Are McLaren's goofy sidepods to blame for it being slow?
May deadline still in place for now – FIA
- New McLaren a second too slow – Hamilton
- Valsecchi to drive Lotus in Australia, Malaysia
- Australia 'as important as Monaco' – Ecclestone
- Todt wants changes to improve driver identification
- Karthikeyan not worried about 2011 qualifying rule
- Overtaking wing system not confusing – Whiting
- Mitsubishi Electric becomes Technical Partner of the Sauber F1
May deadline still in place for now – FIA
(GMM) A May 1 deadline for the possible rescheduling of this year's Bahrain grand prix remains in place, a FIA spokesman has clarified.
With a three-month state of emergency declared in the tiny island Kingdom on Tuesday, it had been expected that the May deadline was therefore obsolete and the race was definitely off.
But F1's governing body insists the developments have not immediately changed the situation as far as the FIA is concerned.
"There were many people involved in making that (deadline) decision and for now the (World Motor Sport) Council will respect the deadline," he said.
"There is an obligation to that.
"But clearly the situation is fluid," the spokesman added. "We're adapting to information day by day, because of what is now happening we will react when it is the right moment."
New McLaren a second too slow – Hamilton
(GMM) McLaren's 2011 car is at least a second off the pace, according to Lewis Hamilton.
After ending the final Barcelona test as the fourteenth fastest driver overall, the 2008 world champion insisted to Germany's Auto Motor und Sport that the MP4-26 is not really two seconds slower than the pacesetters.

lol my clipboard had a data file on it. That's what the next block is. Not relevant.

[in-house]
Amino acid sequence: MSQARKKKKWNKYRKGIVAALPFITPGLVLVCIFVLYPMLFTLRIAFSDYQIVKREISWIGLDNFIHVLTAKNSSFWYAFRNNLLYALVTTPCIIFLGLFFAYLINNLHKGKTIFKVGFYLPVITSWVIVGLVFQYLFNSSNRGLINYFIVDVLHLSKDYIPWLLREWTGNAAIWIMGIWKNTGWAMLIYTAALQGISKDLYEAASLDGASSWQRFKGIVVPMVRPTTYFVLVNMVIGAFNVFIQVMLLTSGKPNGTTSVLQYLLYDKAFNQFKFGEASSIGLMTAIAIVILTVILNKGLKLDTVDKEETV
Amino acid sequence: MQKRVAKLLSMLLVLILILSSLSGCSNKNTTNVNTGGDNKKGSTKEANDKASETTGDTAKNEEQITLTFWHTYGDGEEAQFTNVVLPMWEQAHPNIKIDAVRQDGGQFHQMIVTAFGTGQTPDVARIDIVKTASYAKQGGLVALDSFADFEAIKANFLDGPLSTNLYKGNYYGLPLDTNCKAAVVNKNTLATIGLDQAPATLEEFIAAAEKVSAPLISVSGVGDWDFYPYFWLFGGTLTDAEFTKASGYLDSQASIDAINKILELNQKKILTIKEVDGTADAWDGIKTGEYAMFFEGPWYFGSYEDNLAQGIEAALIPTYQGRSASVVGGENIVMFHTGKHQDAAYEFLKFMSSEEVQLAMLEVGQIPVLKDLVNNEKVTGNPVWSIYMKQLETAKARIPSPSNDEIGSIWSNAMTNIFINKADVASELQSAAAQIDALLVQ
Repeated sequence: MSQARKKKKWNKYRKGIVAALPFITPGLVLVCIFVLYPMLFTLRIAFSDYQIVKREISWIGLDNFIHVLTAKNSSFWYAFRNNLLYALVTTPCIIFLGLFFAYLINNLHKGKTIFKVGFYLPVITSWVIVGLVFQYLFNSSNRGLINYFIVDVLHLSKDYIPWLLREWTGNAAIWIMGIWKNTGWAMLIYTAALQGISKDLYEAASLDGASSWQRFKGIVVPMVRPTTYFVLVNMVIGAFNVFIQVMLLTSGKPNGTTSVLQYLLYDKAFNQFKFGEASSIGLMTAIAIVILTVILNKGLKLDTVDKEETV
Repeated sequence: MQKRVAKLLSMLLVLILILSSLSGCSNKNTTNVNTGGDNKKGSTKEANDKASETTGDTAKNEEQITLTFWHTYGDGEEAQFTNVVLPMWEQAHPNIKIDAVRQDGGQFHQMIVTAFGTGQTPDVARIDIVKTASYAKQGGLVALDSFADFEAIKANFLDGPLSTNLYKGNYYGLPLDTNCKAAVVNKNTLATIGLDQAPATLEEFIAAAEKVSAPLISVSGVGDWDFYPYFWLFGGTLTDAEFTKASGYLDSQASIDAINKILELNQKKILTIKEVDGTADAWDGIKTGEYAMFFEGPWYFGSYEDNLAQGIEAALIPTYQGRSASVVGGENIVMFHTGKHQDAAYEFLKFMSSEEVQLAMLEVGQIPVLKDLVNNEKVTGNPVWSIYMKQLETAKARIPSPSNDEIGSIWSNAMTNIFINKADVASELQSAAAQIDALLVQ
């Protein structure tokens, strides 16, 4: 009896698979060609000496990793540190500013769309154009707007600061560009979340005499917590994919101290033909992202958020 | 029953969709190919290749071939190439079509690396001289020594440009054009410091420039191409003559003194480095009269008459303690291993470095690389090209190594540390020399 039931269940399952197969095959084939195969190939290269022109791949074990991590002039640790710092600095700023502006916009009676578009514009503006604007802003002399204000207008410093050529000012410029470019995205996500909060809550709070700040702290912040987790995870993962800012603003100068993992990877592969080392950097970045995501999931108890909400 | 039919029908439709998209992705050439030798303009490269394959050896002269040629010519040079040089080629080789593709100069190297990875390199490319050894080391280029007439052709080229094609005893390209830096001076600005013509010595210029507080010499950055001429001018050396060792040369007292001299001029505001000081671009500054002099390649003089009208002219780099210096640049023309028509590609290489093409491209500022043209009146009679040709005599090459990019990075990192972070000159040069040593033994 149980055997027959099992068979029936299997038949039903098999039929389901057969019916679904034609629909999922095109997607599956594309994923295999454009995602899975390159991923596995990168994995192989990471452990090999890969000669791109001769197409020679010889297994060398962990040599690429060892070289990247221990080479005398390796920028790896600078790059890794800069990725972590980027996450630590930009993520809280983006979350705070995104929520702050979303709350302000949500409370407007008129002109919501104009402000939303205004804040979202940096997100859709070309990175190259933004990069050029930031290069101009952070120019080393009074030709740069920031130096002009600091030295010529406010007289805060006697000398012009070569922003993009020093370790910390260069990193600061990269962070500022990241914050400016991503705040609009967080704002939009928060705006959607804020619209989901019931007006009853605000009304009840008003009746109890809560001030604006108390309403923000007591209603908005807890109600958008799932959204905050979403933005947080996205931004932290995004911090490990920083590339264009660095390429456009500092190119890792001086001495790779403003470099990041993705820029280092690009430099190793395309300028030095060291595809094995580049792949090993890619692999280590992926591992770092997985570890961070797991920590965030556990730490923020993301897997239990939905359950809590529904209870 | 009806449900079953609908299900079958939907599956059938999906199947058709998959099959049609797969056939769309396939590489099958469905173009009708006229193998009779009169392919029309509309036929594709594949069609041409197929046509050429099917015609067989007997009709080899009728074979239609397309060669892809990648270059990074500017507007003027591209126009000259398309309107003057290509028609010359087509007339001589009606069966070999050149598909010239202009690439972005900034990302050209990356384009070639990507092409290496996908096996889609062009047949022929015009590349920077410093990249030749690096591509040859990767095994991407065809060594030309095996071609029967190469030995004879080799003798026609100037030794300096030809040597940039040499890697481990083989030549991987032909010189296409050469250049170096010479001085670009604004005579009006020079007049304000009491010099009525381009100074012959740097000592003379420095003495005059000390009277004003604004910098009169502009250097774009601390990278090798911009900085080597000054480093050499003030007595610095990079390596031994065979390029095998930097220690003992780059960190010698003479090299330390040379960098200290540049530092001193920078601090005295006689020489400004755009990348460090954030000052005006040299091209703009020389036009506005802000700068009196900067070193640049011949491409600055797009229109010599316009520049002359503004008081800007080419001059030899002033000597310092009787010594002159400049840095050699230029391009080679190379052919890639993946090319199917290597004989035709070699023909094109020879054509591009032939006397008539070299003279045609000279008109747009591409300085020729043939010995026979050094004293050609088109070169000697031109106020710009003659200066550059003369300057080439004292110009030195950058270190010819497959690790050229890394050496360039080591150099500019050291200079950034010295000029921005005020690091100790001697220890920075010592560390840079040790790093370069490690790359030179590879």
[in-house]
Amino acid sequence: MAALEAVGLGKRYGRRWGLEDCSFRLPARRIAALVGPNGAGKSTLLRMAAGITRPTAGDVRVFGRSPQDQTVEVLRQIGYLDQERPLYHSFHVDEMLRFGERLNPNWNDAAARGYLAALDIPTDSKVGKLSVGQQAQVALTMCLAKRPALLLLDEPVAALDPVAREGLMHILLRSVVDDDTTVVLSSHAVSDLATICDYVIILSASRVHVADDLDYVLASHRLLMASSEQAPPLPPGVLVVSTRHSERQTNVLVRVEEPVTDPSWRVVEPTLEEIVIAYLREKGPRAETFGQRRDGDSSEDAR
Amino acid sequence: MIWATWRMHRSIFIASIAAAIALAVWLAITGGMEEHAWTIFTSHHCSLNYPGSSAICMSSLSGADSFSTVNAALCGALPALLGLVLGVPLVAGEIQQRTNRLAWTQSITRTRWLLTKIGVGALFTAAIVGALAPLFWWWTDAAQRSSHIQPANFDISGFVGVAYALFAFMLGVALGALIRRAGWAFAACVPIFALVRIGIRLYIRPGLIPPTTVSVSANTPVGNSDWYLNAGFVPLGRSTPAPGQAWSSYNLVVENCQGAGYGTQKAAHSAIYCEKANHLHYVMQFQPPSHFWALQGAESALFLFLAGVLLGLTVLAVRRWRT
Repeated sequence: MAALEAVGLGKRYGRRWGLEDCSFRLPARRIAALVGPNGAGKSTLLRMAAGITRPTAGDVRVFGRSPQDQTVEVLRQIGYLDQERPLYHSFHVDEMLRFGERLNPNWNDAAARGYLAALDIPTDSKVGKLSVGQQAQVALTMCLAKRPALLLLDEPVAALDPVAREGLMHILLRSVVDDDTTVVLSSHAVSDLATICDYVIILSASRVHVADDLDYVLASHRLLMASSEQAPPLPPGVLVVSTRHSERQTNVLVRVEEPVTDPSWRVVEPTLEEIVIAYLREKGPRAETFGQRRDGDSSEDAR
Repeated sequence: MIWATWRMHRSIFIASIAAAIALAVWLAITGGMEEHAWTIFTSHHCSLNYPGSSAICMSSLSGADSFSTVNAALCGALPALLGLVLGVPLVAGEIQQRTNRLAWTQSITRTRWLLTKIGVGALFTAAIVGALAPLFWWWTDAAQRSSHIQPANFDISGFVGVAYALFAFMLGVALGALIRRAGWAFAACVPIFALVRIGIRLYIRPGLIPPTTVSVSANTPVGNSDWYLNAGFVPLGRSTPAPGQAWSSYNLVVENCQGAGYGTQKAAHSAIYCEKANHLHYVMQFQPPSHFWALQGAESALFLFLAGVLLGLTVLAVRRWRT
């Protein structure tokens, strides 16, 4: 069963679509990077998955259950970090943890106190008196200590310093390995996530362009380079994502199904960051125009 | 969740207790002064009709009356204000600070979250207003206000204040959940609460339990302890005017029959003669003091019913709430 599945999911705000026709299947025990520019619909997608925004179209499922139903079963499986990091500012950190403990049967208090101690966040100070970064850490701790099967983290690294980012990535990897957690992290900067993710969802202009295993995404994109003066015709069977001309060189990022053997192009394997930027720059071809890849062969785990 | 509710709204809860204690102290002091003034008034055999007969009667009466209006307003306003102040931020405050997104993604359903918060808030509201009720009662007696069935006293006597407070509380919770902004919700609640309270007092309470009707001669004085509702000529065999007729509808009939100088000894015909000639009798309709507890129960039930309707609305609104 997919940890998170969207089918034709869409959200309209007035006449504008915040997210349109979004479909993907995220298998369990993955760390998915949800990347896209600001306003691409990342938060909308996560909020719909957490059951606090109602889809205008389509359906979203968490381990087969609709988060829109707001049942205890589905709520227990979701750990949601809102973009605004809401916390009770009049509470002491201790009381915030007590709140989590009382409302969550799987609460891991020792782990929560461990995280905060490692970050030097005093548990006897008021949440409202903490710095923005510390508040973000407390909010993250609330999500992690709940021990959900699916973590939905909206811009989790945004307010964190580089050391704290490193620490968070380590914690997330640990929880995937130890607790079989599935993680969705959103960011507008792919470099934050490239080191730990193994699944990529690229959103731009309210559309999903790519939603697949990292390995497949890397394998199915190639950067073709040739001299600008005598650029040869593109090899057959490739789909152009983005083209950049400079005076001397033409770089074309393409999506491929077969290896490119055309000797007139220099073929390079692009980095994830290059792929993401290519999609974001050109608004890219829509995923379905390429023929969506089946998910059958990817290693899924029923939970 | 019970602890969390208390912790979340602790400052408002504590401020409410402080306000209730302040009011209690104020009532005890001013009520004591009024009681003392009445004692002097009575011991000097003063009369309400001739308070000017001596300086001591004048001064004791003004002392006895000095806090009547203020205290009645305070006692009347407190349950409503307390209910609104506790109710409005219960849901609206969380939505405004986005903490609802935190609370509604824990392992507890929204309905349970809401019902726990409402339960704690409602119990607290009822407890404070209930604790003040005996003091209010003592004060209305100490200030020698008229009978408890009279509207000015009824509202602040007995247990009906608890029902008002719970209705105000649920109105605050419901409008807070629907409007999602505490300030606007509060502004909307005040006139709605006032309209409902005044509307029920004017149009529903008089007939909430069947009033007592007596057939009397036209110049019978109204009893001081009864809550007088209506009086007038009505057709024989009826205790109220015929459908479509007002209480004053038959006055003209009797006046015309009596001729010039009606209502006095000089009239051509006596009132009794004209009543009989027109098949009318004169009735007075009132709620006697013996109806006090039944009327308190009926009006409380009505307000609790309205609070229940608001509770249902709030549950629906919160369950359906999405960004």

"We are not two seconds from the top, even though I never made it out of the 1.22s," said the Briton.
"But in the long runs, the lap times are okay," added Hamilton.
Asked what he thinks he would have managed in full qualifying trim, he answered: "Low 1.22."
The best time overall in Barcelona was Michael Schumacher's 1.21.2, so a low 1.22 would have placed the McLaren behind Mercedes, Ferrari, Red Bull, Sauber, Renault and perhaps even Williams and Toro Rosso.
Auto Motor und Sport said the MP4-26's main problems are the exhaust and "deformation" of the front wing.
"Let's keep our fingers crossed that the guys come up with something," said Hamilton.
The report said the enlarged nose device run on the car last week contained a motor that moved the arms to simulate different wing deformations under load.
Meanwhile, McLaren reverted to what Auto Motor und Sport describes as a "very conventional" exhaust solution last week, following problems with other layouts.
The report referred to F1's banning of the use of an incombustible material called Pyrosic for the entire exhausts, on the grounds that such a solution would have cost EUR 20,000 per car.
Valsecchi to drive Lotus in Australia, Malaysia
(GMM) Davide Valsecchi will be the first of Lotus' test drivers to appear in Friday morning practice sessions this year.